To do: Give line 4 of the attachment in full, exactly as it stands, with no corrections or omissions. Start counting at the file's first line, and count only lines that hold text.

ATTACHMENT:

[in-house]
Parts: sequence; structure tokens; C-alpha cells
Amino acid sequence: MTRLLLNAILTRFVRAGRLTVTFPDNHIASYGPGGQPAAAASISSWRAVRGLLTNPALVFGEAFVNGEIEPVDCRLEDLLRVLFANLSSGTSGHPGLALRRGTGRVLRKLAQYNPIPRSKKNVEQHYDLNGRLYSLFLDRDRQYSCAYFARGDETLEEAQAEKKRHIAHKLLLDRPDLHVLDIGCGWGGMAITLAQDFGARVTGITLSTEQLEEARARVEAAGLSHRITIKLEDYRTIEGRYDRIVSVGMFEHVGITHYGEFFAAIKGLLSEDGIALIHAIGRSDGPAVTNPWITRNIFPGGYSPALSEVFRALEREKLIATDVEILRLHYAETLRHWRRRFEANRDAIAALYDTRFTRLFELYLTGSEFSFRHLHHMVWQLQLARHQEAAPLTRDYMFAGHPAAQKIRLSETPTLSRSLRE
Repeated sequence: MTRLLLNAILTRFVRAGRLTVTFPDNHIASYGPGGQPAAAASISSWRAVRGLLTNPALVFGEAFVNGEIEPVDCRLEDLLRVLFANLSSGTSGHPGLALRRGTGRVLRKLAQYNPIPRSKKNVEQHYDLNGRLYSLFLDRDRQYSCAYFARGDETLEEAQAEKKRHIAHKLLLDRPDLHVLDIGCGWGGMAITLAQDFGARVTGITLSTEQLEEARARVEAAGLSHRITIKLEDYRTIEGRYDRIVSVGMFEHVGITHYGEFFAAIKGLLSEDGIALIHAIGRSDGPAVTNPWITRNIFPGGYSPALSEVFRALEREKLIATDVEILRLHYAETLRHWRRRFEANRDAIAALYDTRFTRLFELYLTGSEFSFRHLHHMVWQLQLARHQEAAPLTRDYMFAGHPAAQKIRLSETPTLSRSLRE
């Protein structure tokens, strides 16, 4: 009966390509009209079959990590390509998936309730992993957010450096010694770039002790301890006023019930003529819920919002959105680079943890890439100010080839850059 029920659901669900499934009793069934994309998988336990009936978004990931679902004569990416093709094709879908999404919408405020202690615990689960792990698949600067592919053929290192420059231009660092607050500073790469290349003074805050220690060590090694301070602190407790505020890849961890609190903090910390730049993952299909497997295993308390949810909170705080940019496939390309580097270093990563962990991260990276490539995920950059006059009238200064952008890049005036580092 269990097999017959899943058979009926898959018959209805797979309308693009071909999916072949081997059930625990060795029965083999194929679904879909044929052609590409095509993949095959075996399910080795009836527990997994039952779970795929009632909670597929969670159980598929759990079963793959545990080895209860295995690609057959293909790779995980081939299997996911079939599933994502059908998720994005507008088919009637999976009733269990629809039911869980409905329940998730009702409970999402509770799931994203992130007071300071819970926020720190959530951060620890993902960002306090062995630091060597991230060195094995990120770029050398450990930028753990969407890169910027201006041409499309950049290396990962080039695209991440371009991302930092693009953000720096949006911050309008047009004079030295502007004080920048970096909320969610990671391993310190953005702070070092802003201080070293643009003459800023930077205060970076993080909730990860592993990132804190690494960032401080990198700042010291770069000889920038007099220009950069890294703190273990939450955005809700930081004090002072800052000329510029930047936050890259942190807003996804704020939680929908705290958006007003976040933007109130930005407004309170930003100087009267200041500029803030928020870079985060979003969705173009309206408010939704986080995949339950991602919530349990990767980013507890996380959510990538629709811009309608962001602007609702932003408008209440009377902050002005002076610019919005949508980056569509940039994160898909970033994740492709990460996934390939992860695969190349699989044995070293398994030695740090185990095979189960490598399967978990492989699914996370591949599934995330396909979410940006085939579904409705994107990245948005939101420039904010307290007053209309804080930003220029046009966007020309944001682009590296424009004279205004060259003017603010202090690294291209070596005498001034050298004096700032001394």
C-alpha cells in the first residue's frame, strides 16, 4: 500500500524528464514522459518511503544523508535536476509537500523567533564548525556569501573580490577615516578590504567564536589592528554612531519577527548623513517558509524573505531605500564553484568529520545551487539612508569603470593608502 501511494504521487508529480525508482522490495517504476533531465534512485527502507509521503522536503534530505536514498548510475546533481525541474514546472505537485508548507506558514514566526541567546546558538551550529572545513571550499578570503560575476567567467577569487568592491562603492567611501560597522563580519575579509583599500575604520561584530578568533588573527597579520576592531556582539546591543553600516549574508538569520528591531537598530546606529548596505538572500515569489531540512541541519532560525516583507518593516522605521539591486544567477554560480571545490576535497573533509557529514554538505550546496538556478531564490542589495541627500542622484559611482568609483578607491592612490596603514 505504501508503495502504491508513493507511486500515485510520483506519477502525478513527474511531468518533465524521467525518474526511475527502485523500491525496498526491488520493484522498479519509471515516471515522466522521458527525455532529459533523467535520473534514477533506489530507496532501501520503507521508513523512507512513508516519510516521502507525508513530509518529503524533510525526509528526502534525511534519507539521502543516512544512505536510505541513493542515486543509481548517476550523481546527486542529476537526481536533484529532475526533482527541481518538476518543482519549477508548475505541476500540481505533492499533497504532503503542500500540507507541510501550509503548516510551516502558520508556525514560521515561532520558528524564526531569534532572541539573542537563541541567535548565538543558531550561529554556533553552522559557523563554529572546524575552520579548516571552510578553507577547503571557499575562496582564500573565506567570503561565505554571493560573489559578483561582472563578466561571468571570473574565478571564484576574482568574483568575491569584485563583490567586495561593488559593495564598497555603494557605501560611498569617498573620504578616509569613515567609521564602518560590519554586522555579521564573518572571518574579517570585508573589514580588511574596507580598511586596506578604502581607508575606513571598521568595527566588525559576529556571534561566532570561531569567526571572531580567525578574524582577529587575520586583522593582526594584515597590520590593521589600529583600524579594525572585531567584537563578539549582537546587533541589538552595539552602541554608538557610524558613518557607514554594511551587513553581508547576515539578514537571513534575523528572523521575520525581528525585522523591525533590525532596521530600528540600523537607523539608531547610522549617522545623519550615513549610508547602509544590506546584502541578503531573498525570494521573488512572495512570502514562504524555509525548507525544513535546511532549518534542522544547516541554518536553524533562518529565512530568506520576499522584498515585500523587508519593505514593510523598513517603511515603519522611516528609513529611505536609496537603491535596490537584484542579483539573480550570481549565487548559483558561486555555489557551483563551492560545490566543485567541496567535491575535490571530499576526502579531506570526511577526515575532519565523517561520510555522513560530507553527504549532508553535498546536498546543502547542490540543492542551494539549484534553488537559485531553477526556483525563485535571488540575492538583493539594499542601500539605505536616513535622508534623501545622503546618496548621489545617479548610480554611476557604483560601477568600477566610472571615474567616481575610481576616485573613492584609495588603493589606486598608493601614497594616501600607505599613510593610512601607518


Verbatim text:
Repeated sequence: MTRLLLNAILTRFVRAGRLTVTFPDNHIASYGPGGQPAAAASISSWRAVRGLLTNPALVFGEAFVNGEIEPVDCRLEDLLRVLFANLSSGTSGHPGLALRRGTGRVLRKLAQYNPIPRSKKNVEQHYDLNGRLYSLFLDRDRQYSCAYFARGDETLEEAQAEKKRHIAHKLLLDRPDLHVLDIGCGWGGMAITLAQDFGARVTGITLSTEQLEEARARVEAAGLSHRITIKLEDYRTIEGRYDRIVSVGMFEHVGITHYGEFFAAIKGLLSEDGIALIHAIGRSDGPAVTNPWITRNIFPGGYSPALSEVFRALEREKLIATDVEILRLHYAETLRHWRRRFEANRDAIAALYDTRFTRLFELYLTGSEFSFRHLHHMVWQLQLARHQEAAPLTRDYMFAGHPAAQKIRLSETPTLSRSLRE